Why is it important for people to agree on and articulate shared reasons for just laws, rather than whatever reasons they personally find compelling? What, if any, practical role does public reason play in liberal democratic politics? We argue that the practical role of public reason can be better appreciated by examining the structural similarities in normative and positive political theory. Specifically, we consider the analytical parallels between Rawls’ account of political liberalism and a rational choice model of legal order recently proposed by Hadfield & Weingast (2011). The positive model proposes that a shared system of reasoning—a common logic—plays a key role in coordinating a stable equilibrium when legal rules depend on decentralized collective enforcement efforts by individual agents. The common logic enables individuals to predict how others will behave in the face of wrongful conduct and incentivizes participation in costly collective punishments by reassuring agents that their personal concerns will be taken into account in the resulting equilibrium. Rawls’s theory of political liberalism, we argue, is based on a comparable recognition that citizens in a pluralistic society face a practical as well as a moral problem in sustaining a stable political conception of justice. How can individual citizens have confidence that others will reciprocate their commitment to support fair and reasonable governing principles that depart from their own ideal conceptions of truth and value? Citizens face a practical problem of mutual assurance that public reason helps them solve by making individual ongoing commitments to a political conception of justice a matter of common knowledge. The solution, on both views, requires citizens’ reciprocal commitment to basing law on a system of shared public reasons. Both views thus place public reason at the core of liberal democratic politics in conditions of diversity, and for quite similar reasons. Our argument illustrates the (often) complementary roles of positive and values-based analysis in constitutional (in the broadest sense) design.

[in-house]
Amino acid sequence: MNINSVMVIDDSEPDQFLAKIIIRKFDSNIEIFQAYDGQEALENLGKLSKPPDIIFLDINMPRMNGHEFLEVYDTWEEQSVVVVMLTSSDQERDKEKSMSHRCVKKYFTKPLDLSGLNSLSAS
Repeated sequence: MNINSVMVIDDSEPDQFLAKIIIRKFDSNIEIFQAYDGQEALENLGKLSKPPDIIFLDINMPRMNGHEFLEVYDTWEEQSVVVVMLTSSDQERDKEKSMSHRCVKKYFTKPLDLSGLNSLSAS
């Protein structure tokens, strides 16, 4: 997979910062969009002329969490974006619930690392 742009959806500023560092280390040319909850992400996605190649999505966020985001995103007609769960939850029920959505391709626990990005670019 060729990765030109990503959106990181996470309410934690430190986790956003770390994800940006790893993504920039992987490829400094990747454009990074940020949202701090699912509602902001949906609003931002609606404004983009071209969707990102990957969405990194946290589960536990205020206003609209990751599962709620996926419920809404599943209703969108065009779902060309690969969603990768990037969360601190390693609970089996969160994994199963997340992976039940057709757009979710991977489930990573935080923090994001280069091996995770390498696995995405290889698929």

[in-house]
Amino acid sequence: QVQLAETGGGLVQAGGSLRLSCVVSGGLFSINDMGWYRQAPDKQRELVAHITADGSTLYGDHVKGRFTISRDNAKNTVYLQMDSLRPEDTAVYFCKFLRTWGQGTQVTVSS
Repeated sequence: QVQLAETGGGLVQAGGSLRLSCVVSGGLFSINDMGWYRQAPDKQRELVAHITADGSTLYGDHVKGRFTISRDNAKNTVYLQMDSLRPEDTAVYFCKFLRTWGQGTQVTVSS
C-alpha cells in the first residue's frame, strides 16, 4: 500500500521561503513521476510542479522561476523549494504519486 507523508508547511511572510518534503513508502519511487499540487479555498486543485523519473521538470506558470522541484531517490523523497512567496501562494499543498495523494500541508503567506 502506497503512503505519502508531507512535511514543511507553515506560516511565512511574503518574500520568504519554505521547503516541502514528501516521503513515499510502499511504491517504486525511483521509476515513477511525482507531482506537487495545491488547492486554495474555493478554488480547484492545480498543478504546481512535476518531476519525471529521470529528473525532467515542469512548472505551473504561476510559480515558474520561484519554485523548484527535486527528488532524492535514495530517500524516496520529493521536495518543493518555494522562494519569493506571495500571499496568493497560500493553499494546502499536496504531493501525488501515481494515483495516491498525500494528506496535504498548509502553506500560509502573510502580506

- public reason,
- legal order,
- political liberalism,
- collective punishment,
Available at: http://works.bepress.com/ghadfield/41/